Old Man Boat Talk
I'm getting old. The hints keep coming. It might be the light colored hairs that have been showing up in my beard lately (grey) or maybe the ritualistic grunt I make every time I get up out of a chair. When did sitting on the floor become so uncomfortable? I'm not that old, but I definitely feel older. What's good about getting older? Old man boat talk*.
When I first moved aboard our sailboat in Seattle I was introduced to Dan - our next-boat neighbor. Dan's older than me and has lived aboard for quite some time.
"Did you get rain last night?" Dan asked one morning.
"Nope," I said.
"Well I got 6 inches," said Dan.
"Wow, that's crazy, I didn't get a drop!" I exclaimed.
"Yep, I got two drops on deck, six inches apart!" quipped Dan.
There you have it. Old man boat talk. Older dude dishes zinger to younger (but getting older) dude. I didn't even see it coming. I guess technically it was weather talk in this case - but around boats, on the dock, and from an old man.
As the years go by out here on the docks I've heard a lot of old man boat talk, not all zingers, some just plain funny.
"What's the date, it's the 28th, right?" asked one sailor to another.
"It's not the 28th," said the older sailor with certainty, " it's the 3rd".
It turns out they were both wrong - it was the 6th! One of those guys was a week off! That dude lost a week!
At the end of the day I'm thankful for all of the funny talk around the docks. Living aboard can be challenging and a lot of serious things can be going with people and their boats at any given time. It's nice to laugh about the big stuff, the little stuff, the boat stuff.
*I'm positive there's old woman boat talk too, I just don't know any old women on my dock…nor would I dare call them out for being old!
Living on a sailboat for the past few years has taught us a lot about the unnecessaries - the stuff we don't need. It turns out that we don't need 15 forks and 3 bathrooms. A yard to mow and weed? Nope. The unnecessaries are really more about time than anything else. Time to wash 15 forks. Time to earn money to buy 15 forks. Time to drive down to Ikea and shop for forks in the first place. Time spent waiting on the plumber to fix the leaky dishwasher which you need…to wash the forks. Time to clean the 3 bathrooms. The time I'm not spending with my family because I'm in a separate wing of the house cleaning the 3rd bathroom. Do I spend more time working in the yard or sitting in it enjoying the work that I've done?
We did pretty well at getting rid of stuff before we moved aboard our boat. After two garage sales we kept a storage unit for awhile as we slowly sold things that didn't really matter anymore. A lot of the things I was happy to get rid of - why do we have so many pens?!?! Basically, if we only used something once or twice a year or had plans to use it but hadn't yet, we got rid of it. Bikes, books (lots of books), some holiday decorations. If stuff was too big it didn't have a place either. My 42 inch TV, blue-ray player, and video game console(s) - bye-bye. Wii-fit doesn't work so well in a 32 foot sailboat! Luckily we have great friends and they agreed to hold on to some important things that we still couldn't let go.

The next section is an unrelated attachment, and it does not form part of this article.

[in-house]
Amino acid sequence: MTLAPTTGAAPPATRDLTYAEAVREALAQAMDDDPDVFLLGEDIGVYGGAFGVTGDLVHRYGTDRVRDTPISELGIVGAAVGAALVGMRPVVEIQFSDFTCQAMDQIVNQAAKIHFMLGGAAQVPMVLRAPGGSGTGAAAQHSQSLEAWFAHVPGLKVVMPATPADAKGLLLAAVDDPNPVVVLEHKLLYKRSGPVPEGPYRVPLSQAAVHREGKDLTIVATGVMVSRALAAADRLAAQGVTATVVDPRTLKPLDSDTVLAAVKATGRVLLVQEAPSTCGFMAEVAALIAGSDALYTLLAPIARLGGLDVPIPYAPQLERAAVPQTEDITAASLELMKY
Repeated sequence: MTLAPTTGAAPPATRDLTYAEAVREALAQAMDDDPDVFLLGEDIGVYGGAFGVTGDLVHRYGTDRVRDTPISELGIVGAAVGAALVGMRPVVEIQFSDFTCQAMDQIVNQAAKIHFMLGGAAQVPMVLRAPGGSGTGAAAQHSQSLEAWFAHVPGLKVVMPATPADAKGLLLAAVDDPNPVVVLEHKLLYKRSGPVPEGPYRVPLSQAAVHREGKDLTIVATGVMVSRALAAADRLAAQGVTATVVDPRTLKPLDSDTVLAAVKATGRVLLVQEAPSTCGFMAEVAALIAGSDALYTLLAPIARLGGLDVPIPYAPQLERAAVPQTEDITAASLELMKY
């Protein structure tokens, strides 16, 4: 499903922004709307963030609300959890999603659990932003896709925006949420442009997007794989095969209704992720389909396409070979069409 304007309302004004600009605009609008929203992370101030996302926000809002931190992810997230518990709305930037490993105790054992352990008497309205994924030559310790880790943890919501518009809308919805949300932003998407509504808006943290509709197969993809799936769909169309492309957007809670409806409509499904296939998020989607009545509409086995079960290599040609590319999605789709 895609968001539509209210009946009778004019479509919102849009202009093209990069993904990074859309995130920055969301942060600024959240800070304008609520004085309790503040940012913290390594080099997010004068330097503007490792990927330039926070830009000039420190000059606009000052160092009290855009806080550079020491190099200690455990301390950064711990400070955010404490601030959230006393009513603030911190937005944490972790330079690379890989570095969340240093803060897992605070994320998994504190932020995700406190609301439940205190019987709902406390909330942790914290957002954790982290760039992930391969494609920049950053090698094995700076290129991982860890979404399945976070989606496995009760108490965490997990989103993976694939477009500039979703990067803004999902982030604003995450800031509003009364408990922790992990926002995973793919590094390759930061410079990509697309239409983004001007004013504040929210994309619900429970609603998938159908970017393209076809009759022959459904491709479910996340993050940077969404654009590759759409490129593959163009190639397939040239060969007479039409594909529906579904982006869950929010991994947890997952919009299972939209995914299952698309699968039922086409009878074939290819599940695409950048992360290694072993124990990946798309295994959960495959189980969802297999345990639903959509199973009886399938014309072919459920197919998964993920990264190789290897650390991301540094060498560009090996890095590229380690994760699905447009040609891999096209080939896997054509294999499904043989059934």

That brings us to the line. The line of what is necessary and what isn't. I know boaters' needs vary - what one boat owner needs another could do without. I also know that as liveaboards it's something we think about often, especially in the first few years, especially when you're cramming your stuff into boat lockers trying to make everything fit! What do I really need aboard? What do I need in my life? To be content?
As far as our boat goes, she has three beds, a head (toilet), 2 sinks, a small fridge & freezer, a two burner stove and oven, a shower, a hot water heater and water pressure (some boats you have to manually pump to get water). That seems like enough right? It's been feeling pretty normal for awhile now...and then our water heater broke. Was it necessary to fix? I mean, do we really need a hot water heater? Is it worth the time?
Well, for whatever reason, you get used to what you have. Some dream of more, some dream of less. We are the same people we were when we lived on land in a big house - just now with less junk, more boat projects, and with a lot more time to spend on the necessary (the water heater was deemed necessary - see below for fix pics).
I once heard a story of a captain on a giant sailboat trying to gain a little advantage from the judges before a race. He claimed that although his boat was rated a certain way he should get a little help because be had extra weight aboard. He had a grand piano…on the boat! Now, we love the sound of a good Steinway, but I'm not sure it would make it aboard! As we move from this adventure to another, these lessons will definitely come with us. What is necessary and how much time does it take to make it so?
Replacing the Hot Water Heater!
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